3 Numbers: German industrial output expected to rise again for June
- Economists expect a sixth consecutive rise in German industry output in June
- Some analysts think that Germany’s economy is at risk of overheating
- The Eurozone Sentix Investor Confidence Index should reaffirm bullish sentiment
- A firmer reading is projected for July for the US Labor Market Conditions Index
By James Picerno
Industrial activity for Germany is the main event for economic news in Europe today. We’ll also see new numbers for the Sentix Investor Confidence Index in the Eurozone and the Federal Reserve’s US Labor Market Conditions Index.
Germany: Industrial Production (0600 GMT) Factory orders in Europe’s largest economy rose more than forecast in June, according to Friday’s report from the Economy Ministry. The news offers fresh evidence for anticipating that economic activity will accelerate in the second half of the year.
"The order numbers are another mosaic tile in what is a very positive picture of the economy," an economist at Nordea advised.
Recent survey data for Germany’s manufacturing sector is also strong. Although the Manufacturing PMI for the country slipped to 58.1 in July – a five-month low – the latest reading is still quite strong and holding at well above the neutral 50 mark.
“The recent strength of the PMI was corroborated by official data in May which saw manufacturing output growth accelerate to 4.9% year over year,” noted an economist at IHS Markit.”
Today’s hard data on industrial activity for June, however, is expected to decelerate to a modest 0.2% monthly advance, the slowest gain so far this year, according to TradingEconomics.com's consensus forecast.
Today’s numbers hint at a softer round of numbers for the industrial sector, but some analysts think that Germany’s economy is at risk of overheating. “The German economy is already growing above its potential for the fifth year in a row,” an economist at Deutsche Bank warned. As a result, economic risk is rising, including the potential that the country’s widely praised competitiveness on the international stage will weaken.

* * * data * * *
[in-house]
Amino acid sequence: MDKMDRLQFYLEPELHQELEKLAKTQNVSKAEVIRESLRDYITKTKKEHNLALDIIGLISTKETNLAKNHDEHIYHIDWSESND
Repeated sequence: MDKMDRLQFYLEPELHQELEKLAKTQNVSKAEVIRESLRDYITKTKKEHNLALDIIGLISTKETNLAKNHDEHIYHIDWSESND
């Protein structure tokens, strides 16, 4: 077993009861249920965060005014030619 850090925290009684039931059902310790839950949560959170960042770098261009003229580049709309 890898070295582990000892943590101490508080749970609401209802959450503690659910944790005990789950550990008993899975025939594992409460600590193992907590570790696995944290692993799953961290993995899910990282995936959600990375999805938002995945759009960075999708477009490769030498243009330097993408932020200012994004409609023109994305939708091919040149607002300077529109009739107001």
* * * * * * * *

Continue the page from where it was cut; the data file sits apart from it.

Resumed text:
By that standard, today’s data on industrial activity may be welcomed if, as expected, the profile for June shows a bit less froth in the industrial sector.
Create your own charts with SaxoTrader; click here to learn more.
Eurozone: Sentix Investor Confidence Index (0830 GMT) The stronger run of economic growth this year for the Eurozone is an encouraging sign, but it’s a complicating factor for the European Central Bank’s monetary policy. One byproduct of the firmer macro trend is the strengthening of the euro. Some analysts estimate that the currency’s real exchange rate has touched a three-year high recently.
One repercussion from the trend is an outlook for softer inflation. An economist at Berenberg estimates that the euro's climb since June will pare inflation by 0.2 percentage points this year and 0.4 percentage points next year. “That would be a significant impact,” Kallum Pickering told FT last week. “It could imply a slower pace of tapering next year.”
Will today’s update on investor sentiment alter the bullish outlook for the economy or the euro? Probably not. The Euro-Coin Indicator’s July reading held above the 0.6% mark, suggesting that third-quarter GDP growth in Q3 will remain on track to match Q2’s solid pace.
The Eurozone Composite PMI also paints an upbeat profile for last month’s macro trend. “The surveys indicated a slight cooling in the pace of growth in July, but this is still an encouragingly upbeat picture of business conditions,” said the chief economist at IHS Markit.
Considering the tailwind of late, today’s Sentix update will probably offer another optimistic data point.
US: Labor Market Conditions Index (1400 GMT) The US economy added more jobs than expected in July, providing support for analysts who project that growth is on a stable, healthy course. “At first blush [the payrolls report] is pretty strong,” said the chief market strategist at Ameriprise Financial.
Despite the revival in growth last month, including faster wage growth, the year-over-year change in payrolls continued weaken, easing to a 1.5% increase – close to the slowest advance in four years.
The deceleration isn’t a new phenomenon. The labour market’s annual pace peaked at nearly 2.3% in February 2015 and has been sliding ever since, albeit gradually in fits and starts.
The question is whether the ongoing slowdown in the annual rate of growth is a sign that the economy will cool in this year’s second half. Today’s July update of the Fed’s Labor Market Conditions Index (LMCI), a multi-factor measure, may provide a new clue.
TradingEconomics.com’s econometric estimate sees LMCI ticking up to 2.0 from June’s 1.5 reading. That’s enough to keep the economy’s bulls happy, at least for now. A downside surprise, on the other hand, may signal that the labour market’s softer annual growth rate will continue in the months ahead.
– Edited by Robert Ryan